I grew up with a kind, protective big brother, no bitchy sisters, so it has been perplexing for me to grasp this insidious aspect of human nature. In fact, it has taken years of observing the bizarre behaviour of fully grown adults to comprehend sibling rivalry.
Sibling rivalry, a deep, burning competiveness, is the underlying driving force that makes a 54 year old man regress to the age of three around his younger brother and act superior and boastful and ignore or denigrate his brother’s achievements, as if throwing a tantrum and screaming at an invisible mummy and daddy: “Look at ME. I am much better than him!”
The potent force of sibling rivalry makes grown women steal other women’s husbands, causing horrendous damage to all concerned; far worse than stealing their sister’s favourite dress. It makes otherwise-intelligent professional women copy and compete with the clothes, jewellery and hair styles of female colleagues (as if screaming: “Look everyone, I’m prettier than her!”). It compels childish men to backstab colleagues by reporting misdemeanours to the boss (the way the Goody Two Shoes kid dobs in his siblings to Dad to score points.)
There are several weapons in the armoury of the grown-up still driven by unconscious sibling rivalry. In conversation, the sub text remains “I am better than you (and other lesser beings)”. This dysfunctional person is proud to strut as a flagrant snob, even though most mature people, who value equality and human rights, consider snobbery offensive and misguided.
A superiority complex might form if someone is born with a firm grip on the Silver Spoon, into a wealthy, upper class family, or it might be based on real attributes and accomplishments (Ironically most genuine achievers are modest and have no need to boast).
More often, superiority is a phoney act with no basis in reality. One guy I know, far from being born into the aristocracy and preened for privilege in a private school and an elite university, grew up in an ordinary, struggling family and left Tech at 15 in the back blocks of Australia. In adult life he moved to the UK, and now fakes a posh accent and pretends he’s Blue Blood. (Sadly not many people fall for it. His false pretensions are very transparent!)
Such a self-centred person will hog the spotlight in a conversation, boasting about their latest exotic holidays, sporting pursuits and dubious achievements and name-dropping about rubbing shoulders with the rich, famous and obnoxious, but they are loath to give the other person equal time.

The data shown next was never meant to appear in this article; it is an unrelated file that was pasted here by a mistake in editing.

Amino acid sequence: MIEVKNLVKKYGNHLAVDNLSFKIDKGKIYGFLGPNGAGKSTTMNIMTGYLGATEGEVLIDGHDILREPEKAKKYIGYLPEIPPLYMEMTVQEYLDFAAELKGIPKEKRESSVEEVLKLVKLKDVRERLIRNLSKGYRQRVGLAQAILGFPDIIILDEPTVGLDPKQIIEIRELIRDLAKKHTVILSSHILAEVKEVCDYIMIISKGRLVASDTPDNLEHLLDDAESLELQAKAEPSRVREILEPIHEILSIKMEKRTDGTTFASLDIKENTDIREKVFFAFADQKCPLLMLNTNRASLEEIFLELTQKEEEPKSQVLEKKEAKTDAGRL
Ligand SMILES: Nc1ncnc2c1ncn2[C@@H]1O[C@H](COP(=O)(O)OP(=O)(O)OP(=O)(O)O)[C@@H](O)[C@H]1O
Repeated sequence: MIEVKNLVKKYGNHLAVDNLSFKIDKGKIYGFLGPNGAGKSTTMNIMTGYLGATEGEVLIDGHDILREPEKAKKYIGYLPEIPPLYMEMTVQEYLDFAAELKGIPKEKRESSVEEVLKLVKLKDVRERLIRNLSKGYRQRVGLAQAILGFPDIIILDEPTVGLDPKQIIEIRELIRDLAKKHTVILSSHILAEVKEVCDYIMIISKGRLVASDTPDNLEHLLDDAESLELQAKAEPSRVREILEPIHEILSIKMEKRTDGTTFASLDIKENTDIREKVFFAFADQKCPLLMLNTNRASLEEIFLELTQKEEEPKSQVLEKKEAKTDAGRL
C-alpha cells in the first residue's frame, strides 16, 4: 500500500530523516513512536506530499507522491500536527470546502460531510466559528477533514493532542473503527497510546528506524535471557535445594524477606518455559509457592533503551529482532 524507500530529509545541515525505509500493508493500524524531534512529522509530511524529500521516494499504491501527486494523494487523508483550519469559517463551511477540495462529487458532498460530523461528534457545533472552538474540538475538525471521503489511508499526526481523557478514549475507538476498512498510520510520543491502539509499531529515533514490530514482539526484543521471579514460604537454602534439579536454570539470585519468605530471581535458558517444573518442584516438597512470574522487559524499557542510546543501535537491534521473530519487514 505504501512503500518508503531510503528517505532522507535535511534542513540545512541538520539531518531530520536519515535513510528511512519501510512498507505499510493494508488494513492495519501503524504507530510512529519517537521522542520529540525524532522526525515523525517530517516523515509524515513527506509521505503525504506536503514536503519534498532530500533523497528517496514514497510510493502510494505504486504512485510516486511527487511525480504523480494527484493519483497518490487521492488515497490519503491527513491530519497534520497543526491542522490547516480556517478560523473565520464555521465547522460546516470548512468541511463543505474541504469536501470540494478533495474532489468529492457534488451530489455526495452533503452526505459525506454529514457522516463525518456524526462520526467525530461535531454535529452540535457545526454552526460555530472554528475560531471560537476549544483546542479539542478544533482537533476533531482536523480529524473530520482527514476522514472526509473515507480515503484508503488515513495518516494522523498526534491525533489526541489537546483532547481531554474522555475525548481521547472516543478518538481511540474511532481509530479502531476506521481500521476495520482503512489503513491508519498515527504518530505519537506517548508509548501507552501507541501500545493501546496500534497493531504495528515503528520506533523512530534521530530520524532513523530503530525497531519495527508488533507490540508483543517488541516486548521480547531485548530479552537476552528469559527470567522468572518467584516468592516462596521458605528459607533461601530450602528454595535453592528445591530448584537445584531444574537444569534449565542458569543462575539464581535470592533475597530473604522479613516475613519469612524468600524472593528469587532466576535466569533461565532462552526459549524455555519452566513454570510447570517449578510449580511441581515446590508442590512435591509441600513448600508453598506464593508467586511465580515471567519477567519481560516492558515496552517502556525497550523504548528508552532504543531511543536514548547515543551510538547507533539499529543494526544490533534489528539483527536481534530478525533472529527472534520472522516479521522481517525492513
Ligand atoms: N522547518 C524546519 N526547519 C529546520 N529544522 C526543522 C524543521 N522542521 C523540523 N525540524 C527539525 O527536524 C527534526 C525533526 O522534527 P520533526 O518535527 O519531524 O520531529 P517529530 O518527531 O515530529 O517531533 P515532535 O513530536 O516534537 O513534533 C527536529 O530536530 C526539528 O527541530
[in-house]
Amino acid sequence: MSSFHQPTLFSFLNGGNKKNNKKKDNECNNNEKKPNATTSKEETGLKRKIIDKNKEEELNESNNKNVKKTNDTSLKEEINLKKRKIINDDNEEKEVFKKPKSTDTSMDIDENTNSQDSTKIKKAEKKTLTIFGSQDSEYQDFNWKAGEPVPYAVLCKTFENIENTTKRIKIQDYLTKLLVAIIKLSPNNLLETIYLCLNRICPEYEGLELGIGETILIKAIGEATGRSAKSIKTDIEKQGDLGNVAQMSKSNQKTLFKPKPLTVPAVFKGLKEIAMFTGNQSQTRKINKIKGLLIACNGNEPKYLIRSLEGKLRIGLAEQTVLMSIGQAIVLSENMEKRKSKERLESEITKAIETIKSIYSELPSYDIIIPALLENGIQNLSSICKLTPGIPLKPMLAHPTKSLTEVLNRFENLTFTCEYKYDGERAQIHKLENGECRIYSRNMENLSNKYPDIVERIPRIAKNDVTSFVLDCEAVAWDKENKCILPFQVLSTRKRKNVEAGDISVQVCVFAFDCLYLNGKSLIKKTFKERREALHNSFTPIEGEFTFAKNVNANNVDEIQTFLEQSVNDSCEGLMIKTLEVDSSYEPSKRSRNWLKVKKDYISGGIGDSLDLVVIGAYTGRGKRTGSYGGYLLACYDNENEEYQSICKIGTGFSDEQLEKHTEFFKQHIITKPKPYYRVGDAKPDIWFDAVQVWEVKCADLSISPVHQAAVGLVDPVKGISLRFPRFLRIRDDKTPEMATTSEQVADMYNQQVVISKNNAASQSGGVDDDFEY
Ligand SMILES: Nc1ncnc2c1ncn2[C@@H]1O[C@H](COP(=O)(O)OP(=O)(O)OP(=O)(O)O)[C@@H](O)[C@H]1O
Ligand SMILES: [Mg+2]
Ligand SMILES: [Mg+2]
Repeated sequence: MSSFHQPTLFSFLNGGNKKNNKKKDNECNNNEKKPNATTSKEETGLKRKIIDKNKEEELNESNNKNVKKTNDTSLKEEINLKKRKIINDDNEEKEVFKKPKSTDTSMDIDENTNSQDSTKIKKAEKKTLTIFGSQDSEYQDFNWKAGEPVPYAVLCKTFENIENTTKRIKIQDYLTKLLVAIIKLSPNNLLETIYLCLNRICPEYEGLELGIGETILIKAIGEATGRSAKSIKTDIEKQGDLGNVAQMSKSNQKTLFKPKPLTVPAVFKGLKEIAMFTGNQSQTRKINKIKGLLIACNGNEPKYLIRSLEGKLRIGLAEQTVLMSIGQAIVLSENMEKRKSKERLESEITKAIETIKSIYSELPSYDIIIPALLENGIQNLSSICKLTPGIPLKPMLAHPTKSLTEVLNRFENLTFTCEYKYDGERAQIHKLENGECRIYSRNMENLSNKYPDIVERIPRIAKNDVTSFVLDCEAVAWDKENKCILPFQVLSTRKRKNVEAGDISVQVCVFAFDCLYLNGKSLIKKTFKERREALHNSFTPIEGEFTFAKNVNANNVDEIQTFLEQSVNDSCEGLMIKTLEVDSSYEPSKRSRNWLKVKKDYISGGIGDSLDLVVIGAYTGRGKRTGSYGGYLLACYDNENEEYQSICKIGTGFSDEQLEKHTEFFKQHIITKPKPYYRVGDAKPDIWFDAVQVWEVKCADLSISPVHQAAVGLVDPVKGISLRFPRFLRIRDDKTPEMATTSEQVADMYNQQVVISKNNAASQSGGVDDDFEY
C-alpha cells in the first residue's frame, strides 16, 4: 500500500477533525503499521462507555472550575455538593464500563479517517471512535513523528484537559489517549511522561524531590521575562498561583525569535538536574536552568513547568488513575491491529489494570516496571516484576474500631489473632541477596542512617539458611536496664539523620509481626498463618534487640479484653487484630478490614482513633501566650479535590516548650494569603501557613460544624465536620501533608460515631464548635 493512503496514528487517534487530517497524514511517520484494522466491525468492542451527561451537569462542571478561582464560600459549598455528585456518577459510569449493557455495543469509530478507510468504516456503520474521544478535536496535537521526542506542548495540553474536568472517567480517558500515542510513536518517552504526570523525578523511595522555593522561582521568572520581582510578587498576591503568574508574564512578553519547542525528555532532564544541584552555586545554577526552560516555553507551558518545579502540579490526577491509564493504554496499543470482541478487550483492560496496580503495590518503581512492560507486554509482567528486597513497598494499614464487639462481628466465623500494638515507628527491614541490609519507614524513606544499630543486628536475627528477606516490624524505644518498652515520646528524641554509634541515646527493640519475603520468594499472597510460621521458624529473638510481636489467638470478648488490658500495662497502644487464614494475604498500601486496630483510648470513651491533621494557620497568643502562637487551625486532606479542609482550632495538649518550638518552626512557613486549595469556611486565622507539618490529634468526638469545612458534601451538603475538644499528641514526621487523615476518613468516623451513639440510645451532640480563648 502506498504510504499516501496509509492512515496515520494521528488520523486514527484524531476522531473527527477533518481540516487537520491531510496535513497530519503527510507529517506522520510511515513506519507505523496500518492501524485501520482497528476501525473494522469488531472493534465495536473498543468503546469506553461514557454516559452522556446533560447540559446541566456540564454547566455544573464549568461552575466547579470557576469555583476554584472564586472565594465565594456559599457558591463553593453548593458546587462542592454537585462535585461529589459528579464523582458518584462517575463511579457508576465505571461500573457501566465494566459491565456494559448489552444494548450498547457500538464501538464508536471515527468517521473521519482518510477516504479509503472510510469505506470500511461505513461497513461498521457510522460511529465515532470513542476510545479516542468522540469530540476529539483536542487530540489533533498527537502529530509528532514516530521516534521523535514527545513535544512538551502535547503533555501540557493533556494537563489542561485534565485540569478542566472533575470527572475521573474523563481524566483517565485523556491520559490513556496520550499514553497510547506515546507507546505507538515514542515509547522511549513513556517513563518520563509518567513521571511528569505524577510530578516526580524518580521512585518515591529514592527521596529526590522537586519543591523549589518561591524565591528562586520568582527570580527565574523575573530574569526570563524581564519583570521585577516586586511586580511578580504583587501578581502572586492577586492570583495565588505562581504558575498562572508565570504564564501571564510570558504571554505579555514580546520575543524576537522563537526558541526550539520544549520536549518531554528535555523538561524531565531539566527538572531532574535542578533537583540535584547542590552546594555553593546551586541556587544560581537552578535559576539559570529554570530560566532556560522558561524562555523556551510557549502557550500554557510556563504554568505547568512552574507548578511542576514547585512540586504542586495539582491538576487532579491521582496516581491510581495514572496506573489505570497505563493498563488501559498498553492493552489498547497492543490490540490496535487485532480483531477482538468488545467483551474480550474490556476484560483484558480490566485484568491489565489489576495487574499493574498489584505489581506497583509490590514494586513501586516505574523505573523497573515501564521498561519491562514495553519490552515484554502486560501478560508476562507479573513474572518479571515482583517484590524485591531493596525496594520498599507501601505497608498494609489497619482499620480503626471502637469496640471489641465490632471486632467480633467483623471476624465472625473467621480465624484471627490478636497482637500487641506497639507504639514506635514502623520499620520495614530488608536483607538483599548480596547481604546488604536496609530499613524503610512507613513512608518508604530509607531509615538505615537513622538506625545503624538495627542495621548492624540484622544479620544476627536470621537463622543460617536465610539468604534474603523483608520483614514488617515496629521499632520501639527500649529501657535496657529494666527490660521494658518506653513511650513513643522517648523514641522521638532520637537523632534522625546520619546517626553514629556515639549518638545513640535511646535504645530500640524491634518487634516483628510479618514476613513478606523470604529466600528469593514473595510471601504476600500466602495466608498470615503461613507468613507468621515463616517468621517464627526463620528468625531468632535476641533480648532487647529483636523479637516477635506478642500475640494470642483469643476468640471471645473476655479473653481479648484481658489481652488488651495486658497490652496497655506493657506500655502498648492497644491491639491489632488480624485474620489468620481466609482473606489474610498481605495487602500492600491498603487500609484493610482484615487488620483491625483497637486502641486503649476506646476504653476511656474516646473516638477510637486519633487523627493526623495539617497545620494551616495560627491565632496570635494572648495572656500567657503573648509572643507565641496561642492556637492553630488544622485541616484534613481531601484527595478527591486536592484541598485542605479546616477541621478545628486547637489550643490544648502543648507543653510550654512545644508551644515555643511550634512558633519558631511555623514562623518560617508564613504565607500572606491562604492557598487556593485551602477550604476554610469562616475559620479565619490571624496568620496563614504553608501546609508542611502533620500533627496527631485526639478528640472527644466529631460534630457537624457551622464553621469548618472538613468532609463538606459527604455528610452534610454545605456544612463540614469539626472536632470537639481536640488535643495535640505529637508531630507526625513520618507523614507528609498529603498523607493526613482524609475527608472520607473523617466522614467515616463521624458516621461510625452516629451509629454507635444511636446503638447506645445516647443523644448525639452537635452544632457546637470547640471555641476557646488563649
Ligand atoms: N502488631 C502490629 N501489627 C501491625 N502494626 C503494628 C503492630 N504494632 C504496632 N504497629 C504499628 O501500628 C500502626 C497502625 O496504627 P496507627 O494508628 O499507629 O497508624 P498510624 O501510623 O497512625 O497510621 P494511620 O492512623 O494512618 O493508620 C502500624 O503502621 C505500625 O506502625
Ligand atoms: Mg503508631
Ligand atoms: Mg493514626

They never ask about you, having honed with sibling rivals growing up, the skill of avoiding the subject of you as their preferred competitive strategy, which has the affect of making you feel ignored and devalued.
However if you seize the audacity to talk about yourself, gripped by panic, they go to the next level of competing which is to negate you by showing no interest and changing the subject. This will be confusing and hurtful; especially if you are used to courteous conversation with supportive friends who take a genuine interest in you. I’ve been on the receiving end of this undermining treatment, and being taken by surprise, I am quite undefended. It is impossible to connect with someone who is acting superior and competitive. Bonding is based in equality and mutual respect.
If you persist in talking about yourself, they will bring out the big guns of sarcastic put-downs; such is their infantile fear that you will outdo them or take the attention off them. If you are sensitive like me, and not ready with a sarcastic come-back, you can be wounded by these malicious tactics, learned long ago as a sly backyard bully to weaker, younger siblings.
A certain personality type (Type Seven, for readers who know the Enneagram) is prone to jealousy and rivalry, based on a faulty belief formed in childhood that there is not enough parental affection, praise and attention to go around. They perceive parental love as a small pie, which has to be divided up and if your brother gets a bigger slice, you get less.
These jealous kids grow up with a sense of lack and deprivation, fighting with siblings for the biggest share, instead of experiencing a sense of abundance; secure in an unlimited, endless supply of love for the whole family. Stingy parents who doled out scraps of love might be responsible for creating this belief or it can spring from the child’s own insatiable neediness.
A toddler dethroned by a new baby at the Identity stage of development, between the ages of three and four, is particular susceptible to jealousy and perceiving the baby as a rival for parental focus. This is the attention-seeking stage when kids dress up and yell at mum and dad: “Look at me! I’m a tiger/Superman/Fairy/Princess etc”